intros x y_{1} y_{2} P_{1} P_{2}.
inversion P_{1} as [P_{11} P_{12}]; clear P_{1}.
inversion P_{2} as [P_{21} P_{22}]; clear P_{2}.
generalize dependent y_{2}.
(* FILL IN HERE *) Admitted.
☐
Indeed, something stronger is true for this language (though not
for all languages): the reduction of any term t will
eventually reach a normal form — i.e., normal_form_of is a
total function. Formally, we say the step relation is
normalizing.
To prove that step is normalizing, we need a couple of lemmas.
First, we observe that, if t reduces to t' in many steps, then
the same sequence of reduction steps within t is also possible
when t appears as the left-hand child of a P node, and
similarly when t appears as the right-hand child of a P
node whose left-hand child is a value.
Lemma multistep_congr_1 : ∀t_{1} t_{1}' t_{2},
t_{1} ⇒* t_{1}' →
P t_{1} t_{2} ⇒* P t_{1}' t_{2}.
Proof.
intros t_{1} t_{1}' t_{2} H. induction H.
- (* multi_refl *) apply multi_refl.
- (* multi_step *) apply multi_step with (P y t_{2}).
apply ST_Plus1. apply H.
apply IHmulti. Qed.
intros t_{1} t_{1}' t_{2} H. induction H.
- (* multi_refl *) apply multi_refl.
- (* multi_step *) apply multi_step with (P y t_{2}).
apply ST_Plus1. apply H.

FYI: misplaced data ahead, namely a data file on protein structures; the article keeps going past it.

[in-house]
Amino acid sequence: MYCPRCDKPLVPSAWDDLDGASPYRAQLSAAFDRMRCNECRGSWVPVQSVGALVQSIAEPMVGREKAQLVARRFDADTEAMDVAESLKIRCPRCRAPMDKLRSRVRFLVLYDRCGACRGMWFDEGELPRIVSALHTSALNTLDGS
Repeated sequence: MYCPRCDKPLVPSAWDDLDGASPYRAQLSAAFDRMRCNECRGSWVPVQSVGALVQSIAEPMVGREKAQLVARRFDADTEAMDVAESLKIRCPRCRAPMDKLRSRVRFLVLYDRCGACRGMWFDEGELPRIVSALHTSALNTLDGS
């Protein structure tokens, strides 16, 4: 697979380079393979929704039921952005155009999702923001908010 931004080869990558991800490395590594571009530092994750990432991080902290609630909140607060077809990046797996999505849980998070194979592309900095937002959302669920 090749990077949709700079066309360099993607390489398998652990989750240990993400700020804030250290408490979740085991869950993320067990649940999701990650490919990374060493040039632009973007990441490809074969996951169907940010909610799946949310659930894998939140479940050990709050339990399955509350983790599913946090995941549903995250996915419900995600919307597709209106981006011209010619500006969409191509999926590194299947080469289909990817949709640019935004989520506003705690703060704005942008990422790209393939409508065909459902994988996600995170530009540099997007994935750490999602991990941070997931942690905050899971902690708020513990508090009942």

apply IHmulti. Qed.
Lemma multistep_congr_2 : ∀t_{1} t_{2} t_{2}',
value t_{1} →
t_{2} ⇒* t_{2}' →
P t_{1} t_{2} ⇒* P t_{1} t_{2}'.
Proof.
(* FILL IN HERE *) Admitted.
value t_{1} →
t_{2} ⇒* t_{2}' →
P t_{1} t_{2} ⇒* P t_{1} t_{2}'.
Proof.
(* FILL IN HERE *) Admitted.
☐
With these lemmas in hand, the main proof is a straightforward
induction.
Theorem: The step function is normalizing — i.e., for every
t there exists some t' such that t steps to t' and t' is
a normal form.
Proof sketch: By induction on terms. There are two cases to
consider:
- t = C n for some n. Here t doesn't take a step, and we
have t' = t. We can derive the left-hand side by reflexivity
and the right-hand side by observing (a) that values are normal
forms (by nf_same_as_value) and (b) that t is a value (by
v_const).
- t = P t_{1} t_{2} for some t_{1} and t_{2}. By the IH, t_{1} and t_{2}
have normal forms t_{1}' and t_{2}'. Recall that normal forms are
values (by nf_same_as_value); we know that t_{1}' = C n_{1} and
t_{2}' = C n_{2}, for some n_{1} and n_{2}. We can combine the ⇒*
derivations for t_{1} and t_{2} using multi_congr_1 and
multi_congr_1 to prove that P t_{1} t_{2} reduces in many steps to
C (n_{1} + n_{2}).
Theorem step_normalizing :
normalizing step.
Proof.
unfold normalizing.
induction t.
- (* C *)
∃(C n).
split.
+ (* l *) apply multi_refl.
+ (* r *)
(* We can use rewrite with "iff" statements, not
just equalities: *)
rewrite nf_same_as_value. apply v_const.
- (* P *)
inversion IHt1 as [t_{1}' H_{1}]; clear IHt1.
inversion IHt2 as [t_{2}' H_{2}]; clear IHt2.
inversion H_{1} as [H_{11} H_{12}]; clear H_{1}. inversion H_{2} as [H_{21} H_{22}]; clear H_{2}.
rewrite nf_same_as_value in H_{12}. rewrite nf_same_as_value in H_{22}.
inversion H_{12} as [n_{1}]. inversion H_{22} as [n_{2}].
rewrite ← H in H_{11}.
rewrite ← H_{0} in H_{21}.
∃(C (n_{1} + n_{2})).
split.
+ (* l *)
apply multi_trans with (P (C n_{1}) t_{2}).
apply multistep_congr_1. apply H_{11}.
apply multi_trans with
(P (C n_{1}) (C n_{2})).
apply multistep_congr_2. apply v_const. apply H_{21}.